Handling the death of a loved one can be very challenging – both emotionally and throughout the legal process. You may have some initial concerns about your loved one’s will or estate being probated. The term probate is sometimes ambiguous and may leave you confused, especially during a difficult time.
The process does not need to be overwhelming. Here’s what you should know about the probate process in Florida.
Probate in a nutshell
Probate is often used as a catch-all phrase for the legal process used to identify, gather and ultimately distribute assets in a person’s estate to the appropriate beneficiaries/heirs. The process also ensures that your loved one’s valid debts and obligations are satisfied, and the ultimate distribution of assets is handled according to the law and the intent of the person who passed away.
Who gets what?
The probate process could take six to nine months on average to reach completion, and more than a year depending on various factors.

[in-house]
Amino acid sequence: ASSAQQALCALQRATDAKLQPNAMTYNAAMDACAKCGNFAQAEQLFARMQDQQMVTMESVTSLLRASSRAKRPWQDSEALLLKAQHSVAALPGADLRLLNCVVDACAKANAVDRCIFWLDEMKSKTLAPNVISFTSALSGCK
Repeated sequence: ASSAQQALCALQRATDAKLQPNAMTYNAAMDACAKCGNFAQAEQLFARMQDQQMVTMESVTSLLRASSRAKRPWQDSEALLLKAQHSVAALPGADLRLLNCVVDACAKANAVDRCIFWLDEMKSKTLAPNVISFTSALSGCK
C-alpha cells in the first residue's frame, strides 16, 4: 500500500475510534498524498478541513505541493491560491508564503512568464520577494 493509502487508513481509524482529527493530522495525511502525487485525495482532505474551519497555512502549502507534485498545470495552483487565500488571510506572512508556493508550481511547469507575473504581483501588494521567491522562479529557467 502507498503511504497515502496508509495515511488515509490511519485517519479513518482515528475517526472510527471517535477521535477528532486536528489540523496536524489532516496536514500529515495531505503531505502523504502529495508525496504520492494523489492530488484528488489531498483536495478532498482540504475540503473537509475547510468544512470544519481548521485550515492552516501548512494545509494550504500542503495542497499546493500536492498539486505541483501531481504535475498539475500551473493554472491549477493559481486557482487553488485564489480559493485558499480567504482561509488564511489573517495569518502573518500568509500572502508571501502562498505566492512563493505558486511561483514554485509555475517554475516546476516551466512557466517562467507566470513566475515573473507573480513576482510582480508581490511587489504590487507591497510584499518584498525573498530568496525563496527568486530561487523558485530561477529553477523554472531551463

It is important to give notice to all named persons in the will, among others. Florida law has provisions in place to ensure that beneficiaries and heirs receive their proper shares of an estate. Probate laws also allow legally-defined “interested persons” who might disagree with the administration of the estate and proposed distribution of assets to file objections in probate cases. Separate lawsuits may also be filed in particular situations.
Before beneficiaries and/or heirs receive what a loved one intended, the court confirms that the estate paid all taxes and valid debts. Some debts may not be considered collectible after a person’s death, such as certain types of student loan debt, but other valid debts will likely have to be paid from estate assets.
Once the costs of administration and creditor claims are paid, the attorney for the personal representative and the probate court will continue to oversee distribution of remaining assets. Even in the year following the court’s discharge of a personal representative from his/her duties and obligations which were performed on behalf of the estate, legal actions can be filed in certain instances.
Understanding probate can be difficult. Talk to a skilled attorney to help you navigate the intricate process of probate.